In the old mine tunnels in Brevik, you will not only have to worry about today's human failure, but also the possibility of old misjudgments and human failure during the operation of the tunnels several decades ago. Something that the Norwegian Road Administration was also aware of when they investigated the new E18 and route selection for it. The Swedish Road Administration concluded that it was safest to avoid tunnels in the area as it was uncertain where all the tunnels were located, what they could withstand in terms of weight, vibrations and the like. It is completely incomprehensible to us that the Norwegian Environment Agency can recommend the establishment of a special waste landfill in an area that the Swedish Road Administration made every effort to avoid for safety reasons. We also want to show that only a few decades ago there was a major collapse in the area where several of the mine shafts collapsed and a large area sank together up to 10m. How can one safely dispose of hazardous waste with the potential to form explosive and toxic gases in a long-term mining system that is so extensive that one does not know all the passages, cracks, seeps and waterways in the cracked limestone. There are also several groups that doubt the density of the limestone in the area as it is full of natural cracks in addition to burst cracks and weaknesses, this is also the same rock that you see leaking on Langøya, however it can be mentioned that the rock itself is relatively tightly isolated seen in the fact that the limestone does not let as much water through in itself, but this is of little help when the whole rock is full of cracks that let water through like a sieve.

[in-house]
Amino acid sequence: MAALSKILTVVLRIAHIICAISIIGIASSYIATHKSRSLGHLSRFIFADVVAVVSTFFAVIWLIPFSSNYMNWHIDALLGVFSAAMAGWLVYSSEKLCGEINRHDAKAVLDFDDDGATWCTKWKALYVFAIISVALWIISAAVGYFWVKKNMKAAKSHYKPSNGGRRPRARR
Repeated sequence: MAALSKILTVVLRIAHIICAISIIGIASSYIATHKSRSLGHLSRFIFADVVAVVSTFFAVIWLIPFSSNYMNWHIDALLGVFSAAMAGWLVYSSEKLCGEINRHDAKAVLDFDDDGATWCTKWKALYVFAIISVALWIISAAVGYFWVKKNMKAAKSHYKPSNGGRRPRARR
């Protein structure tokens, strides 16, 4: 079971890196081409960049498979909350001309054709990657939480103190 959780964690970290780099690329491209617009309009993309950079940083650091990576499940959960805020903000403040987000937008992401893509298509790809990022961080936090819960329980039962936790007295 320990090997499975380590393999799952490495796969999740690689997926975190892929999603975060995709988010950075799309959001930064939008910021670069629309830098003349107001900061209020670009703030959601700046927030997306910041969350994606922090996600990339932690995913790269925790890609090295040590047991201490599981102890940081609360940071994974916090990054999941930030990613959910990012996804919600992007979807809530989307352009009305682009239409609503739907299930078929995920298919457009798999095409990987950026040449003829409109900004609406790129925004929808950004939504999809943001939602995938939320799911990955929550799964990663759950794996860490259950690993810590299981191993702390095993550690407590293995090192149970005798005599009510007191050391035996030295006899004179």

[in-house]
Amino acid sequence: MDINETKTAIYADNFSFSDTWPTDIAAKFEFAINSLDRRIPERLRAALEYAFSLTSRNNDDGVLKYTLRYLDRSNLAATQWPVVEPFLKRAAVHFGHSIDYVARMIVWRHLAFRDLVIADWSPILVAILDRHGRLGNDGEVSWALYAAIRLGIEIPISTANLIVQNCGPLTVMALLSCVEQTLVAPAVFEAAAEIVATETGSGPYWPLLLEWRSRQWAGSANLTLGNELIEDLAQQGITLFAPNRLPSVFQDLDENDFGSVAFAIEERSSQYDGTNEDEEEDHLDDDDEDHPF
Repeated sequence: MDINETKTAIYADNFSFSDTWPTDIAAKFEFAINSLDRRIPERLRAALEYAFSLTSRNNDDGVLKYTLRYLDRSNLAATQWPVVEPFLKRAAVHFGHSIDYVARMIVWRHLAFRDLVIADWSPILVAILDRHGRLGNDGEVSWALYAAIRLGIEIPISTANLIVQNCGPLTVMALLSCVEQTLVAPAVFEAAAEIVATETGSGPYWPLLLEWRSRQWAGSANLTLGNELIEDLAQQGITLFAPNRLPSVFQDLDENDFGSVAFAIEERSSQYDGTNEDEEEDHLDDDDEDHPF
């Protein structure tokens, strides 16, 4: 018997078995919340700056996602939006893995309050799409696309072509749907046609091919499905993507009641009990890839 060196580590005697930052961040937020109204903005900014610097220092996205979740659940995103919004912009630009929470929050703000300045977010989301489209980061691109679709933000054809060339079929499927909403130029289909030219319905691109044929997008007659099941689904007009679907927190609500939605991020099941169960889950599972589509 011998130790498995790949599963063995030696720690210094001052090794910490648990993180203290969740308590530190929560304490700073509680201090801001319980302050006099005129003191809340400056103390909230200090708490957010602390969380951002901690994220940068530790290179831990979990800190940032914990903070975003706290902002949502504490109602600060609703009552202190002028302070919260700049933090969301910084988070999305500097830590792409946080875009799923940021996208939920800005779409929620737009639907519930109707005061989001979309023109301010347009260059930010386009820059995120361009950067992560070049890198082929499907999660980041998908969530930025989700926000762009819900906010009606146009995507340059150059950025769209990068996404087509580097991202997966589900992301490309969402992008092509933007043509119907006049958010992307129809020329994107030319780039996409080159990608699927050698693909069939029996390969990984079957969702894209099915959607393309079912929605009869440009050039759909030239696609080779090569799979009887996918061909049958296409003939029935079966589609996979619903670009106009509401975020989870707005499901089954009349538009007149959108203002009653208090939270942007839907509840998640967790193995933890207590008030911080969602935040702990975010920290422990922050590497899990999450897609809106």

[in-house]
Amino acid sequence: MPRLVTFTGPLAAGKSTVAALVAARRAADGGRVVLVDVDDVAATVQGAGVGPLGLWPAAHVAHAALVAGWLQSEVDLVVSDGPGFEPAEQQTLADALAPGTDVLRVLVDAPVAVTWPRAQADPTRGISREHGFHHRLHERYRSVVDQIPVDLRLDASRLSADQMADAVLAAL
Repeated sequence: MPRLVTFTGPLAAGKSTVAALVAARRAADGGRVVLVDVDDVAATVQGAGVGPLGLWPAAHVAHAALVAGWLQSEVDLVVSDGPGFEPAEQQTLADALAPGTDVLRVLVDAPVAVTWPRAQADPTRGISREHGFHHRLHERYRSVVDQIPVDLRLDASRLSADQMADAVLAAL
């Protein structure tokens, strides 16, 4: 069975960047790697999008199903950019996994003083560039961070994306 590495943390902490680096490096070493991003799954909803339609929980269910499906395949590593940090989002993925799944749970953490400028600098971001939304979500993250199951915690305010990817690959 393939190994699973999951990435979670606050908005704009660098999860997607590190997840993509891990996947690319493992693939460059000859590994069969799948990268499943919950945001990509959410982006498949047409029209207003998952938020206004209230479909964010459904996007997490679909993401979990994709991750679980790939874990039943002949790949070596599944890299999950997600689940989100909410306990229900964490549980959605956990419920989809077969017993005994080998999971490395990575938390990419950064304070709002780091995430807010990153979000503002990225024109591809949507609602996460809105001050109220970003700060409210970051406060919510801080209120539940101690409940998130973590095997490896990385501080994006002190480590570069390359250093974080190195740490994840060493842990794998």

Sources in Brevik also tell us that large quantities of water are flowing through the mines in the area, which NOAH's specialist officer also confirmed at the previously mentioned inspection and meeting on Langøya. There was also talk of putting the mine tunnels under water after the end of deposition, which we absolutely cannot accept as allowing water to constantly penetrate from the overlying mine tunnels will create overpressure in the lower parts so that all water that enters will push out and contribute to a spread of all the substances that are sought to be deposited. How the deposited masses will behave in the long term, no one can reasonably vouch for, and precisely for this reason we cannot see any good arguments for proven contribution to the spread of the landfill's toxic materials.

Norway's Environment Protection Association strongly advises against placing Norway's largest reception for special waste in a densely populated area such as Dalen gruver in Brevik, where people live around and above the landfill itself, with all the potential dangers this can cause to a not inconsiderable proportion of private people which most involuntarily becomes an integral part of NOAH's facility for handling Norway's largest toxic landfill.


Read the police report here.